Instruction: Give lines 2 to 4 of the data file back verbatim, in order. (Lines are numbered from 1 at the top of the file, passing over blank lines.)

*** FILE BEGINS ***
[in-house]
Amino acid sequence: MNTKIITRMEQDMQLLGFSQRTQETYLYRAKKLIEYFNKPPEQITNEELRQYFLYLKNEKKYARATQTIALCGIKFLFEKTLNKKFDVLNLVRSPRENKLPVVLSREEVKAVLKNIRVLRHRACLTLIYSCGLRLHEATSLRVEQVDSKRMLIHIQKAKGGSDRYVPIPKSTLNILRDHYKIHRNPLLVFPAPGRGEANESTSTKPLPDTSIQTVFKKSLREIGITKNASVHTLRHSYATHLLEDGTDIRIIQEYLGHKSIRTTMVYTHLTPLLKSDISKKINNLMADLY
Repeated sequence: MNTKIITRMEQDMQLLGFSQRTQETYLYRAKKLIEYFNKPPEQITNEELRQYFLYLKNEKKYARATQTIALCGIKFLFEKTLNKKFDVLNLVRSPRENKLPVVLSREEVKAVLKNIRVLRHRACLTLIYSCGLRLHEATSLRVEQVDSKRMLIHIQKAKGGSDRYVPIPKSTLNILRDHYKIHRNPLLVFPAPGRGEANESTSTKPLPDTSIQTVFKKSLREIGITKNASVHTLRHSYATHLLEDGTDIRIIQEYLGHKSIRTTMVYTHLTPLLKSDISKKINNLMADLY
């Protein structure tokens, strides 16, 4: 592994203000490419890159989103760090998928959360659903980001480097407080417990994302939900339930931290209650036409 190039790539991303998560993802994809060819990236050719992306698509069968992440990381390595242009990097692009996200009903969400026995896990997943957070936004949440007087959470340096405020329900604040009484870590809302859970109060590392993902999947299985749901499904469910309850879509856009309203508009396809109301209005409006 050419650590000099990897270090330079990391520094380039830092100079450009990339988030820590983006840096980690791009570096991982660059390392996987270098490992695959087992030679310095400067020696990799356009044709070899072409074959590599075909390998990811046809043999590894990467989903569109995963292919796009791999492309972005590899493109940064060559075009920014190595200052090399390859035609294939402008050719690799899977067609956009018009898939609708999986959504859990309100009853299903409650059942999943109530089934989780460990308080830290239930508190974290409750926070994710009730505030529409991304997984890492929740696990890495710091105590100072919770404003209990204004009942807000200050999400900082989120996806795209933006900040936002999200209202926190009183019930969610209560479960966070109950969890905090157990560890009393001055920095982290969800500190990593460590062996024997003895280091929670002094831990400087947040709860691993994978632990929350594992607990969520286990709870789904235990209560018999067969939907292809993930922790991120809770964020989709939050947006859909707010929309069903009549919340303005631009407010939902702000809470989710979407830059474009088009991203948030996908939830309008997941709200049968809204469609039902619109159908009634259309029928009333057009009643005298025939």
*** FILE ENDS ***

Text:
Amino acid sequence: MNTKIITRMEQDMQLLGFSQRTQETYLYRAKKLIEYFNKPPEQITNEELRQYFLYLKNEKKYARATQTIALCGIKFLFEKTLNKKFDVLNLVRSPRENKLPVVLSREEVKAVLKNIRVLRHRACLTLIYSCGLRLHEATSLRVEQVDSKRMLIHIQKAKGGSDRYVPIPKSTLNILRDHYKIHRNPLLVFPAPGRGEANESTSTKPLPDTSIQTVFKKSLREIGITKNASVHTLRHSYATHLLEDGTDIRIIQEYLGHKSIRTTMVYTHLTPLLKSDISKKINNLMADLY
Repeated sequence: MNTKIITRMEQDMQLLGFSQRTQETYLYRAKKLIEYFNKPPEQITNEELRQYFLYLKNEKKYARATQTIALCGIKFLFEKTLNKKFDVLNLVRSPRENKLPVVLSREEVKAVLKNIRVLRHRACLTLIYSCGLRLHEATSLRVEQVDSKRMLIHIQKAKGGSDRYVPIPKSTLNILRDHYKIHRNPLLVFPAPGRGEANESTSTKPLPDTSIQTVFKKSLREIGITKNASVHTLRHSYATHLLEDGTDIRIIQEYLGHKSIRTTMVYTHLTPLLKSDISKKINNLMADLY
């Protein structure tokens, strides 16, 4: 592994203000490419890159989103760090998928959360659903980001480097407080417990994302939900339930931290209650036409 190039790539991303998560993802994809060819990236050719992306698509069968992440990381390595242009990097692009996200009903969400026995896990997943957070936004949440007087959470340096405020329900604040009484870590809302859970109060590392993902999947299985749901499904469910309850879509856009309203508009396809109301209005409006 050419650590000099990897270090330079990391520094380039830092100079450009990339988030820590983006840096980690791009570096991982660059390392996987270098490992695959087992030679310095400067020696990799356009044709070899072409074959590599075909390998990811046809043999590894990467989903569109995963292919796009791999492309972005590899493109940064060559075009920014190595200052090399390859035609294939402008050719690799899977067609956009018009898939609708999986959504859990309100009853299903409650059942999943109530089934989780460990308080830290239930508190974290409750926070994710009730505030529409991304997984890492929740696990890495710091105590100072919770404003209990204004009942807000200050999400900082989120996806795209933006900040936002999200209202926190009183019930969610209560479960966070109950969890905090157990560890009393001055920095982290969800500190990593460590062996024997003895280091929670002094831990400087947040709860691993994978632990929350594992607990969520286990709870789904235990209560018999067969939907292809993930922790991120809770964020989709939050947006859909707010929309069903009549919340303005631009407010939902702000809470989710979407830059474009088009991203948030996908939830309008997941709200049968809204469609039902619109159908009634259309029928009333057009009643005298025939």